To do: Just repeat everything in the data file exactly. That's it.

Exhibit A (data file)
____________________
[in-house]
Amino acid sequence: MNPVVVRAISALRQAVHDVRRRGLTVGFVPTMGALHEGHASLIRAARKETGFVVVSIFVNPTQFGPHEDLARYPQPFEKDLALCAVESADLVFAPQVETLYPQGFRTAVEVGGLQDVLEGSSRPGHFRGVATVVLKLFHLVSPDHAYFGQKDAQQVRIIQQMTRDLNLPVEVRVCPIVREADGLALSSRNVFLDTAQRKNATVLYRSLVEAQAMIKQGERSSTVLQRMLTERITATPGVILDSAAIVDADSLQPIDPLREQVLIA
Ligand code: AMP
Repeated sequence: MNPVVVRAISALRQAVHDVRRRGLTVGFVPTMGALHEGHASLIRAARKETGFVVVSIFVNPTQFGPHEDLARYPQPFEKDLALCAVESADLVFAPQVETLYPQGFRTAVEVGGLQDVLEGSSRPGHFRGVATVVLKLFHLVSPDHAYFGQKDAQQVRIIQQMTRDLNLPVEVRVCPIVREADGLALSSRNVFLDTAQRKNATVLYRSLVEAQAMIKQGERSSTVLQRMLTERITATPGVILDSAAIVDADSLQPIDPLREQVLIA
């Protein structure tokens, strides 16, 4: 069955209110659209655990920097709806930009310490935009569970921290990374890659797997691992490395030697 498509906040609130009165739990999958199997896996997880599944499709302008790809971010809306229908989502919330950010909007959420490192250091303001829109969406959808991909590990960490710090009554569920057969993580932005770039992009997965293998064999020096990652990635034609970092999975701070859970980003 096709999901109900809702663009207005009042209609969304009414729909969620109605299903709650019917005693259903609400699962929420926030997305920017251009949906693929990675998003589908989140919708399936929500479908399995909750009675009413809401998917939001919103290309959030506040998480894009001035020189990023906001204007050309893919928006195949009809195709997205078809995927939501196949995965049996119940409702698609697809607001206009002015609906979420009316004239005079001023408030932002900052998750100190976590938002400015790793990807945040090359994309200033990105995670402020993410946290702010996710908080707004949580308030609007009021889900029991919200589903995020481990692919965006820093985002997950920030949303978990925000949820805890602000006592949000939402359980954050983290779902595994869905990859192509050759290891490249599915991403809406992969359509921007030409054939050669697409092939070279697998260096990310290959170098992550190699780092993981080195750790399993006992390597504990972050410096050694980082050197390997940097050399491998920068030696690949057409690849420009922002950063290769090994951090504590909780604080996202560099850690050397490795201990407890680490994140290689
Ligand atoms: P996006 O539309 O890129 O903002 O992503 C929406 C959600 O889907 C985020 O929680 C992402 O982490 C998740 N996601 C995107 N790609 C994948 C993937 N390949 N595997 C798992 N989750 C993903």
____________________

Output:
[in-house]
Amino acid sequence: MNPVVVRAISALRQAVHDVRRRGLTVGFVPTMGALHEGHASLIRAARKETGFVVVSIFVNPTQFGPHEDLARYPQPFEKDLALCAVESADLVFAPQVETLYPQGFRTAVEVGGLQDVLEGSSRPGHFRGVATVVLKLFHLVSPDHAYFGQKDAQQVRIIQQMTRDLNLPVEVRVCPIVREADGLALSSRNVFLDTAQRKNATVLYRSLVEAQAMIKQGERSSTVLQRMLTERITATPGVILDSAAIVDADSLQPIDPLREQVLIA
Ligand code: AMP
Repeated sequence: MNPVVVRAISALRQAVHDVRRRGLTVGFVPTMGALHEGHASLIRAARKETGFVVVSIFVNPTQFGPHEDLARYPQPFEKDLALCAVESADLVFAPQVETLYPQGFRTAVEVGGLQDVLEGSSRPGHFRGVATVVLKLFHLVSPDHAYFGQKDAQQVRIIQQMTRDLNLPVEVRVCPIVREADGLALSSRNVFLDTAQRKNATVLYRSLVEAQAMIKQGERSSTVLQRMLTERITATPGVILDSAAIVDADSLQPIDPLREQVLIA
């Protein structure tokens, strides 16, 4: 069955209110659209655990920097709806930009310490935009569970921290990374890659797997691992490395030697 498509906040609130009165739990999958199997896996997880599944499709302008790809971010809306229908989502919330950010909007959420490192250091303001829109969406959808991909590990960490710090009554569920057969993580932005770039992009997965293998064999020096990652990635034609970092999975701070859970980003 096709999901109900809702663009207005009042209609969304009414729909969620109605299903709650019917005693259903609400699962929420926030997305920017251009949906693929990675998003589908989140919708399936929500479908399995909750009675009413809401998917939001919103290309959030506040998480894009001035020189990023906001204007050309893919928006195949009809195709997205078809995927939501196949995965049996119940409702698609697809607001206009002015609906979420009316004239005079001023408030932002900052998750100190976590938002400015790793990807945040090359994309200033990105995670402020993410946290702010996710908080707004949580308030609007009021889900029991919200589903995020481990692919965006820093985002997950920030949303978990925000949820805890602000006592949000939402359980954050983290779902595994869905990859192509050759290891490249599915991403809406992969359509921007030409054939050669697409092939070279697998260096990310290959170098992550190699780092993981080195750790399993006992390597504990972050410096050694980082050197390997940097050399491998920068030696690949057409690849420009922002950063290769090994951090504590909780604080996202560099850690050397490795201990407890680490994140290689
Ligand atoms: P996006 O539309 O890129 O903002 O992503 C929406 C959600 O889907 C985020 O929680 C992402 O982490 C998740 N996601 C995107 N790609 C994948 C993937 N390949 N595997 C798992 N989750 C993903």